The latest edition of The People’s Network Film Festival on August 28, proved to be a two-fold success. First, it dispelled the myth that independent films don’t draw an audience. Second, there’s no market for short films. How these two myths started is anyone’s guess but the facts are evident and numbers don’t lie. To paraphrase: if you show it, they will come.
Also know n as TPN Film Festival, this past weekend’s event was the culmination of a labor of love presented by Bobby and Renee Peoples, aka as the first family of independent film. To show support for filmmakers, their company was instrumental in the film festivals inception in 2014 and as of late, has been able to receive the type of corporate sponsorship and audience development to do this type of festival on a bi-monthly basis. This is not an easy feat as it requires many moving parts.
The concept is uniquely simple. Networking is a big part of the film festival, which is one of the purposes of the event. Offer a night of various movie shorts, have refreshments, get the audience involved during intermission with a game or two, invite an industry professional to talk about a much needed topic concerning the film industry. Even the event program was informative and chock full of goodies both informative and entertaining. One of the articles highlighted “How to Generate Buzz at a Film Festival.” These are bold steps to give such knowledge but needed if the community is to forge ahead in the efforts to offer quality programming as TPN does.
The audience was shown five films, enjoyed popcorn and non-alcoholic drinks, played a question game involving contestants and audience participation, and got a chance to Q&A with Trae Dungy who is a film distribution professional. Mr. Dungy actually is CEO & Director of Acquisitions at UHE (Urban Home Entertainment). As if this weren’t enough, the audience was treated to a preview trailer for TPN’s upcoming release “Flags on the Field.”The films that night included:
1. “I Could Eat.” Director Tony Scott’s dark horror-comedy about 2 vampire brothers stuck in a time quandary and stuck in a juke joint, which becomes the center of the film. It’s big brother versus little brother, who both work for the Special Vampire Unit but there’s more underlying their relationship, which is bound by more than blood.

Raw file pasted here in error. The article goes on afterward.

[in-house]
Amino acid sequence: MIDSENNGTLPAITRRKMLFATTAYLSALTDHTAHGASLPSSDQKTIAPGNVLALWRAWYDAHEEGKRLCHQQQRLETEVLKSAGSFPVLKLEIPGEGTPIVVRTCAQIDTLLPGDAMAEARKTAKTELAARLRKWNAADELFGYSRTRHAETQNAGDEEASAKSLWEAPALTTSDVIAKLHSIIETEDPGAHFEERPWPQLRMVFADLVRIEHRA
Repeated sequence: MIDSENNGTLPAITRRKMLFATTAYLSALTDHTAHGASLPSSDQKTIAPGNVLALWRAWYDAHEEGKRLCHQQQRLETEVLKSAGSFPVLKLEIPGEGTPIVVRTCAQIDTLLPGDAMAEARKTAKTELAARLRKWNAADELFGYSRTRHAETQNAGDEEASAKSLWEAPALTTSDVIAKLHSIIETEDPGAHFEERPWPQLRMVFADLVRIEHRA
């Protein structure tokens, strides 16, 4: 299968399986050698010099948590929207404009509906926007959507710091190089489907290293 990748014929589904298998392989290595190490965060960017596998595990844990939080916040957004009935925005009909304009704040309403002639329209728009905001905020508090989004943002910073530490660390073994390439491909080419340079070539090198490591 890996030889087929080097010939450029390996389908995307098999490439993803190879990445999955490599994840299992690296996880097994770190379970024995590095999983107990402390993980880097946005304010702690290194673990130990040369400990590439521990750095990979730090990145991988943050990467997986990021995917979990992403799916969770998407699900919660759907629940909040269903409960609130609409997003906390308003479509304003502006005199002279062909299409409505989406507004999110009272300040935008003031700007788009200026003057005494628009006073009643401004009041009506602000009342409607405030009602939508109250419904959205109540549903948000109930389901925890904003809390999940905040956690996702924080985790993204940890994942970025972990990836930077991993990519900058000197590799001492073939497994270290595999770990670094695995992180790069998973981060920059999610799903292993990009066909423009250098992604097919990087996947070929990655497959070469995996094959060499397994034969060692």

2. “Fighting Over Some Kitty.” Online dating is not to be taken lightly, and finding real love is not for the weak and wary. Director Johnny Blayz gives us atwist in thisprovocatively-titled romantic comedy where fighting over a woman takes a hard turn.
3. “Bridal Veils.” This is director MickieBanyas’ third film, and this quaint romantic comedy actually has roots in history. It’s about finding life and love on the range in the wild west, this commentary focuses on how marriage and race relations mixed in those times, where mail order brides was a way of life.
4. “Captured.” The photographer becomes the subject in director Kip Wilmot’s film debut. What happens when there’s a turning point in life where you have to draw a line between money and life, love and happiness, or any other emotions to keep you sane in an insane world? The central character is a photographer by day and call girl at night and she is now facing these dilemmas and takes the audience through her phases.
5. “Finding Jimmy Bava.” Never mix family and business when it comes to love and crime. This is the story director Braeden Orr shows us. A simple set, two guys and an important decision is the backdrop of this pseudo-crime story.
The host of the evening was Al Silah, who kept it flowing and moving, while the Red Carpet hostess was the charismatic Rasheda Randle. At the end of the festival, the audience got to vote for several categories including best film, best actor/actress and all the films directors were awarded a cash prize, which was to split the profits from the tickets sold at the door. Truly unique in its purpose, which is to come out and support the industry? Most importantly, support your local filmmaker.